Backwards House - McDowell House Twickenham

How is a house with more than one floor like a good book? They both have stories. These three Huntsville houses would have great stories even without having multiple floors (well, two of them would, at least), and you can tell just by looking at them there’s something interesting about them. Here are two Huntsville houses that are unlike anything you’ll find anywhere else, and one that, notably, isn’t.

The “Spite House” (311 Lincoln Street SE)

Spite House - Cox House Twickenham
Photo from the Huntsville History Collection

To understand this house, we have to first talk about another house – 403 Echols Ave, the former home of “Father of Huntsville” LeRoy Pope. Built in 1814, it’s possibly the oldest mansion in Alabama and one of the state’s first brick homes.

Among the notable features of this home is that it faces neither of the streets on whose corner it’s located, but instead is turned at an angle on the lot. When it was built, it was oriented looking toward Big Spring, with a view of the heart of the city.

The Spite House, built in 1824 for Joshua Cox, is distinctive for its extra high ceilings – 14 feet on the first floor and 16 feet on the second. That extra height, which immediately sets the house apart from its neighbors, just happens to lie between the Pope Mansion and downtown, blocking the view. Thus, the “Spite House.”

The “Backward House” (517 Adams Street SE)

Backwards House - McDowell House Twickenham
Photo from the Huntsville History Collection

Details matter. When cotton merchant William McDowell decided to have a house built in the late 1840’s, he left the plans with an overseer to complete construction, and headed off to Europe for a couple of years to make the Grand Tour, acquiring furnishings and fixtures for his home as he traveled. When he returned, he discovered that the house had been built perfectly according to plan, save one minor detail – it was backwards.

The columns were added in 1925 to try and make the street-facing side of the house look a little more like it was supposed to be the front. It’s worth noting that that when Huntsville was first occupied by Union forces during the Civil War, of all the houses in town, commanding General Ormsby McKnight Mitchell chose the “Backward House” as his headquarters. Proving, one might argue, that there’s no accounting for Yankee tastes.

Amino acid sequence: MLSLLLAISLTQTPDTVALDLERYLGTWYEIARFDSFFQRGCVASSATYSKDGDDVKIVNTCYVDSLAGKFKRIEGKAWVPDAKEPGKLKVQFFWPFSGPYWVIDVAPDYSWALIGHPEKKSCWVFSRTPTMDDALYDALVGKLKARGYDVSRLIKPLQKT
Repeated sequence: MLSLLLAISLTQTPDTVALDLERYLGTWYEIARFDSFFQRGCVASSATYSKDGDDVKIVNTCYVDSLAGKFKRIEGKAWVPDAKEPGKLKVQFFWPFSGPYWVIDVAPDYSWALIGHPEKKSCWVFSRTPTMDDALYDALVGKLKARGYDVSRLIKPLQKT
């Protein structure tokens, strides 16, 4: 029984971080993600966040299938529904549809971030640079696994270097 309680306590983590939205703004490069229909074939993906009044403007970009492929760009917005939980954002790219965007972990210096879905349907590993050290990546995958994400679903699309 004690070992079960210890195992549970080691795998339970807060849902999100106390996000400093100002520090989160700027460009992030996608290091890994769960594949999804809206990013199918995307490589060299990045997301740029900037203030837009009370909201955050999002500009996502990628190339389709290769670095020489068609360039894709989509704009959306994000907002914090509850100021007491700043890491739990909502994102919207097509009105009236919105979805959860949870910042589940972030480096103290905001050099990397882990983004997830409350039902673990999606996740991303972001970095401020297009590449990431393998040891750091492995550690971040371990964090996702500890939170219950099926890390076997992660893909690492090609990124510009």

The Salem Witch House (133 Walker Ave NE)

Salem Witch House Rhoades

For this one, you need to mentally travel back over 300 years ago and a thousand miles away, to the Salem Witch Trials in colonial Massachusetts. Today, only one house with a direct connection to that haunting history still exists – the Jonathan Corwin House, now better known as the Witch House. Today, the house is a museum, but in 1692, it was the home of Jonathan Corwin, who investigated accusations of witchcraft and served on the court that sent 19 people to the gallows.

So what does that have to do with Huntsville? When Rick and Dale Rhoades visited Salem, they fell in love with the house, and decided they’d love to live there. Since that wasn’t an option, they did the next best thing – recreating it in Huntsville. The house was built in 1995 in the Old Town Historic District as an almost exact external replica of the Corwin House.

Learn More about Huntsville's Storied Past

Fall Twickenham

You can learn about these houses and more on Ghost Walks in September and October, history tours in April and October from the Huntsville / Madison County Convention & Visitors Bureau, or on a self-guided history tour

Thank you to our friends at Huntsville Historic Preservation for their photos. Each May they have a This Place Matters campaign showcasing all of the historic homes in Huntsville. 

Finally Huntsville City has several different maps you can explore online that feature images from the past: 

Historic Aerial Imagery

Historic Maps Viewer

Historic Places